Change means loss, which I have written much about in previous blog articles and my eNews posts. To be able to embrace change and new things to move forward, “grief” is actually an important ingredient. Grieving and feeling the pain of loss is not something that we naturally want to do. In fact, in this society we are generally told not to do this and instead to ‘get over it’ and on with it. Though the actual process of healthy grieving and adjustment can take months, and many years – without necessarily a finishing date.

Most of the time there is not enough time and space made for this. We keep going, coping, buckle down and “get on with it” as we have always been taught.  This only means that ‘stuff’ lingers and simmers longer, and eventually at some point in the future comes out in unpleasant bursts on in a potentially in a huge bang.

All of this change that has happened this year, none of which was expected by anyone. It will require some more time and space for adjustment. To grieve and to accept the changes that have. Happened but also to allow us to make new changes for ourselves.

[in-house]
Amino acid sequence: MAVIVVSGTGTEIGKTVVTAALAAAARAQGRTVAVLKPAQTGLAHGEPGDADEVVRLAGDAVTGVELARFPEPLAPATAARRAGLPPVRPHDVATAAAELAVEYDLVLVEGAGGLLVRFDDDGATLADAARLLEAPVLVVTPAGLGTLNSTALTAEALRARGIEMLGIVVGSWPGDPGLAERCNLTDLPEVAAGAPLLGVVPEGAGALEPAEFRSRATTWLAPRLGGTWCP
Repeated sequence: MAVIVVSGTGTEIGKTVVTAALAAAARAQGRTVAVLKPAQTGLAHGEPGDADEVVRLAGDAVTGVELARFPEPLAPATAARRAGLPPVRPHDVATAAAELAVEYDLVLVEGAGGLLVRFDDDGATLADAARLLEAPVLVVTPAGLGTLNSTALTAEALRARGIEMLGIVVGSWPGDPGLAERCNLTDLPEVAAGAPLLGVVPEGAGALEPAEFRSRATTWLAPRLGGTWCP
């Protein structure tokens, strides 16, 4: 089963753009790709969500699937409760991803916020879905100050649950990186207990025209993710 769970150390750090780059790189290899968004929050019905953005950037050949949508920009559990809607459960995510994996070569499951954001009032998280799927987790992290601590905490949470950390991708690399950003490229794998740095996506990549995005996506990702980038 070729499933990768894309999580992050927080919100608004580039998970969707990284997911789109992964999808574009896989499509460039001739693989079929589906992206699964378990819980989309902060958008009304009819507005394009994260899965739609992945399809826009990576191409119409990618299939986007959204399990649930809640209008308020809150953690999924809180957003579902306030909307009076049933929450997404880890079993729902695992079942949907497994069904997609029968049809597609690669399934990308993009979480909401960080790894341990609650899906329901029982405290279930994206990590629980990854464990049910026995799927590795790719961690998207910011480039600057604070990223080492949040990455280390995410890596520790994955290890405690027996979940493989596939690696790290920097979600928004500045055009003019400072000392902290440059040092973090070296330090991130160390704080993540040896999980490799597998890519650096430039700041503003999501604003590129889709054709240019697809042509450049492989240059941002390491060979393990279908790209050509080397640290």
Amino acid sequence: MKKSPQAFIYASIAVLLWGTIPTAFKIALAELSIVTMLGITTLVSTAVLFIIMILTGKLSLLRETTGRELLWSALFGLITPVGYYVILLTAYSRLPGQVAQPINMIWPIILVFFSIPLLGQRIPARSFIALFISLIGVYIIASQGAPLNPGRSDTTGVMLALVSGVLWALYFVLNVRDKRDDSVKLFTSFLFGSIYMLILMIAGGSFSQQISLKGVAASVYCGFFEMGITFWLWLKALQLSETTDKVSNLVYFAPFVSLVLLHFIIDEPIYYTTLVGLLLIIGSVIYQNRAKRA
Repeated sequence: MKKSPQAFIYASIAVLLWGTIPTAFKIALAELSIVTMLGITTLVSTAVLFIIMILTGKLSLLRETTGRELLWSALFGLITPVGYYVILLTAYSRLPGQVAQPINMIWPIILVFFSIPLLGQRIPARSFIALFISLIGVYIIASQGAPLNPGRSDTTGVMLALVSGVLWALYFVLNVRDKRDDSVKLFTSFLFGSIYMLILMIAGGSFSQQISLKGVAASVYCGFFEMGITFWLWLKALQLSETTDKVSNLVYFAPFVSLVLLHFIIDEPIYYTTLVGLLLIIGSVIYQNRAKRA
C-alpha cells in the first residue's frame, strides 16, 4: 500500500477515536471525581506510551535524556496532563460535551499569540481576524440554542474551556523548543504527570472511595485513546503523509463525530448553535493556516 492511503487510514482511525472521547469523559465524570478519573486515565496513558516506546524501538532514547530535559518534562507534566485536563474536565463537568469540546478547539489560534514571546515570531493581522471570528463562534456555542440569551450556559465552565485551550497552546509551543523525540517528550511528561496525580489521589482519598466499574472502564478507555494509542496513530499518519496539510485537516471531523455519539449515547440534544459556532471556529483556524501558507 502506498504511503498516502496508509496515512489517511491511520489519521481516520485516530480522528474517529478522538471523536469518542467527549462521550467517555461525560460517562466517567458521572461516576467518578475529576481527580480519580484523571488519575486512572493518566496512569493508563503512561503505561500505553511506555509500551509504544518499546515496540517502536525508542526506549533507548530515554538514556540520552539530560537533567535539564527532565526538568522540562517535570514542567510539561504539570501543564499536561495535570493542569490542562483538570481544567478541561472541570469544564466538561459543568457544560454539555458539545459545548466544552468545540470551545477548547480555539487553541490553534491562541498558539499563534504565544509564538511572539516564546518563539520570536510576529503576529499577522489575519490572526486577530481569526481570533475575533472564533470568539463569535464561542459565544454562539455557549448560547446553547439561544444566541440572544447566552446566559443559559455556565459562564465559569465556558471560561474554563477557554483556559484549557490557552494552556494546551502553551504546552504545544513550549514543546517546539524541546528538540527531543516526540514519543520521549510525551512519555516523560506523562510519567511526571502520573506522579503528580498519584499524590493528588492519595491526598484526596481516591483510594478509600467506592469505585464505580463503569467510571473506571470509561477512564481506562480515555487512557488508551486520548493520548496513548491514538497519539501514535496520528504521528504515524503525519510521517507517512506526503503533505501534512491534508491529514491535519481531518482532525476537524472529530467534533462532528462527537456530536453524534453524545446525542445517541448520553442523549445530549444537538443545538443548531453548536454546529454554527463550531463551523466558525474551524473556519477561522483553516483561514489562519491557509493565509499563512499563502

This year has forced us to more urgently reflect on many important things:

  • Re-evaluating our lives.
  • Our line of work.
  • Place to live.
  • Getting a dog (or cat…or /fill in here/).
  • Friendships.
  • Relationships.
  • You name it.

But how do we start and embrace this change?

Many clients of mine have complained about a lack of motivation, and a sense of procrastination, despite the fact there may have been more time on our hands. Then also beating themselves up about not doing more. It is fascinating how used we are to pushing ourselves forward, of being productive, having to do things and achieve things.